Monaco Rare Coins Purchases 4th-Rarest Regular Issue U.S. Coin for $1,610,000
by Adam Crum
Prices realized on true rarities shattered records at this year’s ANA World’s Fair of Money in Denver last month. Most notably, gold rarities set the pace, but anything truly rare—whether it was silver, copper, nickel or gold—was worthy of applause.
Starting with the first auction, the pace for the event was set with a 1852 Humbert $10 in Specimen-67 crossing the block at $948,750 and shattering all previous records for any territorial coin. In fact, that would be the case all week long for western pioneer gold. Many of the items from this historical era that were auctioned should be mentioned, but I will limit it to just these few:
The first seen since a hoard of tiny gold Moffat & Co ingots came to market 10 years ago or so, a Moffat ingot weighing less than an ounce with a face value of $16.00 surfaced during the week and sold before week’s end at $137,500. A damaged and tooled Humbert $50 Lettered Edge octagonal ingot with a net grade of high AU sold for $103,500, and another notable Humbert LE in XF sold for an impressive $94,875. To say the least, these octagonal ingots or slugs are red hot and have seen a 30% price increase over the last year…and I don’t think we’ve seen anything yet!
For you 1850 Baldwin Horseman $10 lovers, this should raise an eyebrow: An AU50 sold for a record-setting $138,000. In addition, a rarely-seen 1849 Bowie $5 gold piece in AU50 brought an amazing $333,500…and an 1861 Clark & Gruber $20 sold for an impressive $71,875. I have been saying for a couple of years now that this segment of the market should be pursued, and I continue to believe the pool of collectors of these rarities will expand ten-fold in the coming decade. Certainly, events of the past year suggest this to be the case, and I will continue to aggressively acquire interesting pieces for inventory.
Another interesting and expanding area of the market is Colonial coins struck before 1792, the inaugural year of the first United States mint. Many of these coins, especially the rarest issues, sold for more than listed price levels in the Redbook, and these coins seem to have growing appeal with collectors and investors seeking undervalued areas. Considering many of these interesting early American coins are available for less than $5,000, or even $2,000 in some cases, it is easy to understand this growing demand. They truly are “history in your hands” pieces of our nation’s tumultuous birth!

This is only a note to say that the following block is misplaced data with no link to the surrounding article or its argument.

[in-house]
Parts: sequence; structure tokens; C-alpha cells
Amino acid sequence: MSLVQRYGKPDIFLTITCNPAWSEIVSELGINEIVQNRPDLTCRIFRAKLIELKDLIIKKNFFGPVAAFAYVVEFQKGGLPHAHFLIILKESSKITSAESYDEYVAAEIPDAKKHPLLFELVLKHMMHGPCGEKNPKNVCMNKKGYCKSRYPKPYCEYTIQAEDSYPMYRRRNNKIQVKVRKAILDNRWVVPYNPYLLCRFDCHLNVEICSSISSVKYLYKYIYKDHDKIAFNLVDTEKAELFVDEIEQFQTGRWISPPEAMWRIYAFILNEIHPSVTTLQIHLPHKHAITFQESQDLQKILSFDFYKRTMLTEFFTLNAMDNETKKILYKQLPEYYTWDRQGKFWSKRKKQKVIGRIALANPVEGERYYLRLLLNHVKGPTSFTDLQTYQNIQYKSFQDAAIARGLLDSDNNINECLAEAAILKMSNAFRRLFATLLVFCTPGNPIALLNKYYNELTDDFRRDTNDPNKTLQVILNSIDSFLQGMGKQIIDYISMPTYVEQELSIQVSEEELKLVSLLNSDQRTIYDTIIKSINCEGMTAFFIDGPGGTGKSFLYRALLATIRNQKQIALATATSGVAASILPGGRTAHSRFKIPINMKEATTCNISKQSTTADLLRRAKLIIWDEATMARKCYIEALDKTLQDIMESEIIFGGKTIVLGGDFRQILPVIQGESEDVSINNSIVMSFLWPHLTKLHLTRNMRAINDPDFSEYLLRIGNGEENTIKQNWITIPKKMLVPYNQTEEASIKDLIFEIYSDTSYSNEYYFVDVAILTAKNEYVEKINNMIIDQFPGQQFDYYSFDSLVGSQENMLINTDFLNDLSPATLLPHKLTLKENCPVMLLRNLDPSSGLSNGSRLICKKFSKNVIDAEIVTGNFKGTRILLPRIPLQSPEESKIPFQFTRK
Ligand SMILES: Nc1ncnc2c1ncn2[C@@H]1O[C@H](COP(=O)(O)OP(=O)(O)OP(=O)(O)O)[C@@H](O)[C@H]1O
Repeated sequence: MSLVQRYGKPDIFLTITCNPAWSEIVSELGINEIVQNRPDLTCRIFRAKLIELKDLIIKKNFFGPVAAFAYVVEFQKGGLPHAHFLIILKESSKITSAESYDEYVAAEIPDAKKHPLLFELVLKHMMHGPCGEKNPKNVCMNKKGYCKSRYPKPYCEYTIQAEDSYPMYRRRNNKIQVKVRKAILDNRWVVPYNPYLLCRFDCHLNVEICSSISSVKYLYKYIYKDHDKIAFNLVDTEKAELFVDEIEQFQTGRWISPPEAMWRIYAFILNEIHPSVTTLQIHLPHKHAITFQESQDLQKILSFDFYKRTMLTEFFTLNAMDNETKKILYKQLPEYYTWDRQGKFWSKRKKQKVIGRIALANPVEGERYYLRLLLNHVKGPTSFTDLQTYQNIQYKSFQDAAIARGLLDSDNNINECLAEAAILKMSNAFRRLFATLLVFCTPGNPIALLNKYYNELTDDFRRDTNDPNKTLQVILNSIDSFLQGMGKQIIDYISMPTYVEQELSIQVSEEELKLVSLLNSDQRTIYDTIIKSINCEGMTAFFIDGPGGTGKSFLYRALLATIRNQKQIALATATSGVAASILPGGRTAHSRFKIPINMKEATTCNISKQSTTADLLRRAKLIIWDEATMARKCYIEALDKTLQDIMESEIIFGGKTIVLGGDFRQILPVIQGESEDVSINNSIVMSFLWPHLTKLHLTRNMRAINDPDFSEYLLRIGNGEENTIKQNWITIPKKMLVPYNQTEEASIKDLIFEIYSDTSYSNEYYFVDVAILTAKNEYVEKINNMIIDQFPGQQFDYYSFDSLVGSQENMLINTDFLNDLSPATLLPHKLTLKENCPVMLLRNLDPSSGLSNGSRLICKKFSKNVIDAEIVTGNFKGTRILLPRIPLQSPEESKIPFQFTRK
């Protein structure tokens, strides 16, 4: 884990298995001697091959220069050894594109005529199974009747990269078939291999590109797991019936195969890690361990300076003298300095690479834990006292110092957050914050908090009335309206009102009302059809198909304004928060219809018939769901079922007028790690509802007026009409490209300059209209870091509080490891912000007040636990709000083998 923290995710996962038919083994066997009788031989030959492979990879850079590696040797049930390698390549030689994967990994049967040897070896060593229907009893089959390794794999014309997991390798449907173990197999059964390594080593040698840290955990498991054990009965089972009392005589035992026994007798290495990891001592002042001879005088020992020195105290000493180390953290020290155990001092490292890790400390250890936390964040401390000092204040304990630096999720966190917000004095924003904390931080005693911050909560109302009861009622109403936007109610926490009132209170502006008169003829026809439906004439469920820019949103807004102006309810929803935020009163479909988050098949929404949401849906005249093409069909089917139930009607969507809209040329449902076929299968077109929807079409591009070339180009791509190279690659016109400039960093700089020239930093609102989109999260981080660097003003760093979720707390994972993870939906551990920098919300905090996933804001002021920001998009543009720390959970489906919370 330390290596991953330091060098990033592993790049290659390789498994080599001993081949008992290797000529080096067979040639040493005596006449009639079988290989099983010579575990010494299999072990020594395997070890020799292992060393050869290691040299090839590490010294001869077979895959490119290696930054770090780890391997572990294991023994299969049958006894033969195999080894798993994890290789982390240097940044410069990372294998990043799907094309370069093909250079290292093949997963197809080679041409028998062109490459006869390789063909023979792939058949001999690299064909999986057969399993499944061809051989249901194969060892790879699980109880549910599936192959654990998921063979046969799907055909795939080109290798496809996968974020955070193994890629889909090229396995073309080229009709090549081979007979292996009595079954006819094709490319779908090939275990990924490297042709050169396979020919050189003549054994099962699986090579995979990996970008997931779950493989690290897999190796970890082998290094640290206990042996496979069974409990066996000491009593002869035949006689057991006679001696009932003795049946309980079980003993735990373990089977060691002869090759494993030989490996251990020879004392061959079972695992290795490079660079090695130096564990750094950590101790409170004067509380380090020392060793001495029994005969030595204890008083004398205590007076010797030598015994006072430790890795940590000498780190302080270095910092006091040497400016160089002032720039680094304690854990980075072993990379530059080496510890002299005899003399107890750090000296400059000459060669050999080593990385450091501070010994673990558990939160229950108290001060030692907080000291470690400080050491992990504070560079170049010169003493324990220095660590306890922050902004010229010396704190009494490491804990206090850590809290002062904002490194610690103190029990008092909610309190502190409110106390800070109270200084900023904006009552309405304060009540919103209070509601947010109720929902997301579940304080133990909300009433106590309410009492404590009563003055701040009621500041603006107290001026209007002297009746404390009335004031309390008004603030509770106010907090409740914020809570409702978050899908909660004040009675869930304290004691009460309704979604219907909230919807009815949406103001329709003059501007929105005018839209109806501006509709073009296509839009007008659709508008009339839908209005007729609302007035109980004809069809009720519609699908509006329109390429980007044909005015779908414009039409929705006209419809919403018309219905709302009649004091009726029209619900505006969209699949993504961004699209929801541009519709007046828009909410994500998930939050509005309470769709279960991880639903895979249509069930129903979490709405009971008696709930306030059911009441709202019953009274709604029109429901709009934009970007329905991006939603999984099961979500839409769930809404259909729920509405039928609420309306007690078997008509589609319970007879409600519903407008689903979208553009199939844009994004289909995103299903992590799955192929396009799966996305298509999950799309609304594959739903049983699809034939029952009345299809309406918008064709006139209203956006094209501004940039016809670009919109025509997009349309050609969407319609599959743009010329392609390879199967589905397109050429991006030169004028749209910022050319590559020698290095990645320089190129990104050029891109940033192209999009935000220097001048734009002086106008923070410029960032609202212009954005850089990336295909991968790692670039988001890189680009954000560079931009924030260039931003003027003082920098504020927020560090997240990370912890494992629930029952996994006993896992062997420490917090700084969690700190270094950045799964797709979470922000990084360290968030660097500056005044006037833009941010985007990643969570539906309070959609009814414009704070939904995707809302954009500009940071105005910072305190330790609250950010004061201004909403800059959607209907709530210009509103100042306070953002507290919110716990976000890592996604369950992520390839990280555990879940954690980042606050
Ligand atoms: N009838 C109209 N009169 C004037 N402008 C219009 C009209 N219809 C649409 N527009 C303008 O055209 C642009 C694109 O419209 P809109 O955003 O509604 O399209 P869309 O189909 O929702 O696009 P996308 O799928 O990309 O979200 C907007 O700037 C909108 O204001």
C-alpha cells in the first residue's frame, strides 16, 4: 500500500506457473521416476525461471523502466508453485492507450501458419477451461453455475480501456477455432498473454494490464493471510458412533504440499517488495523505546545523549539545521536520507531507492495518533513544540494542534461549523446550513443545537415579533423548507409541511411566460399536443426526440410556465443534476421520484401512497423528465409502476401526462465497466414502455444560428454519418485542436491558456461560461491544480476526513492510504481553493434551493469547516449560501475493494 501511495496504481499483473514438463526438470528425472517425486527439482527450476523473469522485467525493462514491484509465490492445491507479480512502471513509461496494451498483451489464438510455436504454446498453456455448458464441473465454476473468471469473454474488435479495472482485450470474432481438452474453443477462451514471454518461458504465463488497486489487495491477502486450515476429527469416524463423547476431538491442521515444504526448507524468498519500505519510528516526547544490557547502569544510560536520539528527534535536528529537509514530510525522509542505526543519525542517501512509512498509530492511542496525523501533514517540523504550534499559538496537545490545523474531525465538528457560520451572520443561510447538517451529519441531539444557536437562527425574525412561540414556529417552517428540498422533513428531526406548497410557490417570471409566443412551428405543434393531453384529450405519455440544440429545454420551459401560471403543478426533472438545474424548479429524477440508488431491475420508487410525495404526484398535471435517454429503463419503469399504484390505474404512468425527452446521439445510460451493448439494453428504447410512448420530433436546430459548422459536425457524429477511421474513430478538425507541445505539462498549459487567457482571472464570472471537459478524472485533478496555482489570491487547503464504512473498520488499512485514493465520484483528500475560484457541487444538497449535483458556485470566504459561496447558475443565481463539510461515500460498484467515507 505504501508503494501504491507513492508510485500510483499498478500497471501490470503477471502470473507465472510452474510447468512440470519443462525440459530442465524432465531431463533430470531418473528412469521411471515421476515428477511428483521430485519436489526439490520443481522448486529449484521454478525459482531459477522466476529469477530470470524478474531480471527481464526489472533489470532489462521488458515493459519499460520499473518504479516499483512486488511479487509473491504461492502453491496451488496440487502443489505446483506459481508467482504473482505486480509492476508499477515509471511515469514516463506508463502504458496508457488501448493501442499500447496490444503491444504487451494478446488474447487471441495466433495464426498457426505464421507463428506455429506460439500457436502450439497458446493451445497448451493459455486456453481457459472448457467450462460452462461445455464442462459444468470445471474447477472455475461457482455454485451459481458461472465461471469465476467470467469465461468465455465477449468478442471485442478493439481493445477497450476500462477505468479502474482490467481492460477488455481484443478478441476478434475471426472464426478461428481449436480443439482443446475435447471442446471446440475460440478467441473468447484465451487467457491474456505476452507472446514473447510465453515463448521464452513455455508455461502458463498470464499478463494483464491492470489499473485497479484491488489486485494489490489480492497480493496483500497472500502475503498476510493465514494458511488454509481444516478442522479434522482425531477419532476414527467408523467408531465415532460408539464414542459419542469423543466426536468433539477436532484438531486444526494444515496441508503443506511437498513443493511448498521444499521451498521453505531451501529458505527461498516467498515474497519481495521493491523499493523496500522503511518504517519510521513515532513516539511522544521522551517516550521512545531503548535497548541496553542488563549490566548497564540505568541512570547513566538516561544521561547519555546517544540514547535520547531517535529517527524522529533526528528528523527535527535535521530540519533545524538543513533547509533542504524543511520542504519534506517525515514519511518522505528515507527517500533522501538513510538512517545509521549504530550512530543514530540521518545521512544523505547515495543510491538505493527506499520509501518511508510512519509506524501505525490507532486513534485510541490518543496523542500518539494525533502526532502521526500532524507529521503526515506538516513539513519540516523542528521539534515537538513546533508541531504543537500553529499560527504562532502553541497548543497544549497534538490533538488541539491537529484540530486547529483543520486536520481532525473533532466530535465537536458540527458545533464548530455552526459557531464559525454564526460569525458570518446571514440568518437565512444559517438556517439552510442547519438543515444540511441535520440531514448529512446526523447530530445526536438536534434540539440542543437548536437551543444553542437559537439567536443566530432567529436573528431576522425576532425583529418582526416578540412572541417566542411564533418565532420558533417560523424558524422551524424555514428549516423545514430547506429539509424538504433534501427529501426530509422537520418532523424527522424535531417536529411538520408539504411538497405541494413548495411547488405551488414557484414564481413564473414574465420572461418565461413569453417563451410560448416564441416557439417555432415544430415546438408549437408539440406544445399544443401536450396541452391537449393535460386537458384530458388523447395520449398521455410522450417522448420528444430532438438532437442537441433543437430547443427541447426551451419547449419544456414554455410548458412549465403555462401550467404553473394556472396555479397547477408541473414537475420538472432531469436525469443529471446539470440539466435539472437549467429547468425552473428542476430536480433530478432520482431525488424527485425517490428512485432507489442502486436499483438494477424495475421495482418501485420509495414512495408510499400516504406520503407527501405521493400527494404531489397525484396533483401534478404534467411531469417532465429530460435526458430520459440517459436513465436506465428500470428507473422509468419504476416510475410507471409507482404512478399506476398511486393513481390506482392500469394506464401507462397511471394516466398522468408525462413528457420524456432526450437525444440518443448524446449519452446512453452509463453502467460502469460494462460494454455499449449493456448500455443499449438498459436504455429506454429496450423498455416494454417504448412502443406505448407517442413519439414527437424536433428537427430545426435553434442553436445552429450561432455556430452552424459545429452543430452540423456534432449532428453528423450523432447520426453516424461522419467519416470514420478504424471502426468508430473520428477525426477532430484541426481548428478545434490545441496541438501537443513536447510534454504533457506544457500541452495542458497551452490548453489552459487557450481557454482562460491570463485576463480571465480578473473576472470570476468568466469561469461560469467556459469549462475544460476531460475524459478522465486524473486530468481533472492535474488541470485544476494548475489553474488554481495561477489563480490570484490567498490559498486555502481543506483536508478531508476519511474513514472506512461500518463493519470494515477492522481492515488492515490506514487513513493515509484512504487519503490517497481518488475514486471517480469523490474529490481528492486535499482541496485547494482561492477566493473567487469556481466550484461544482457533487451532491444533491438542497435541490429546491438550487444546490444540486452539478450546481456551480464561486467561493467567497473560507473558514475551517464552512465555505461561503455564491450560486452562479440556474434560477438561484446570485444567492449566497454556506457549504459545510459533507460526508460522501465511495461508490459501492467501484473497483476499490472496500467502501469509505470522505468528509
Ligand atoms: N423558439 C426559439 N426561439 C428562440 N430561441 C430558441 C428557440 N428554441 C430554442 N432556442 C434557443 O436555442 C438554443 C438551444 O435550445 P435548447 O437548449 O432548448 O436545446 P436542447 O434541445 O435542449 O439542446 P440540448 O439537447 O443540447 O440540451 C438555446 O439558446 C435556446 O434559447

For those of you tracking the double eagle market…let me just say that the market was STRONG! Although, there were too many auctioned to list them all, here are a few notables: A MS64 1854-S from the SS Central America realized $46,000…an AU50 1854-O realized $301,250…an AU50 1856-O realized $345,000…and finally, a GEM++ Proof 1861 $20 brought in a whopping $483,000!
But real history was made when two regular issue $20 gold coins set world records: An inexplicable 1921 Saint-Gaudens in choice MS63 sold for a whopping $1,495,000. Why? How? I can’t explain it! However, I can explain this one: The fourth rarest issue of a United States coin, and a coin listed in Jeff Garrett’s “100 Greatest United States Coins” book is the 1861 Philadelphia “Paquet Reverse” Type I $20 gold coin. It set a world record for a regular business strike issue U.S. $20 gold coin when Monaco Rare Coin purchased it at the ANA auction for $1,610,000. I was offered $1.8 million before the night ended by another dealer who was present at the time of the sale. However, I passed on the offer in order to place the coin in the hands of a collector and client of Monaco. This coin is one of the most intriguing coins in our market and I was prepared to pay more. We plan on exhibiting this remarkable coin at FUN 2007 and in a number of other venues before “putting it away in the vault” for safekeeping.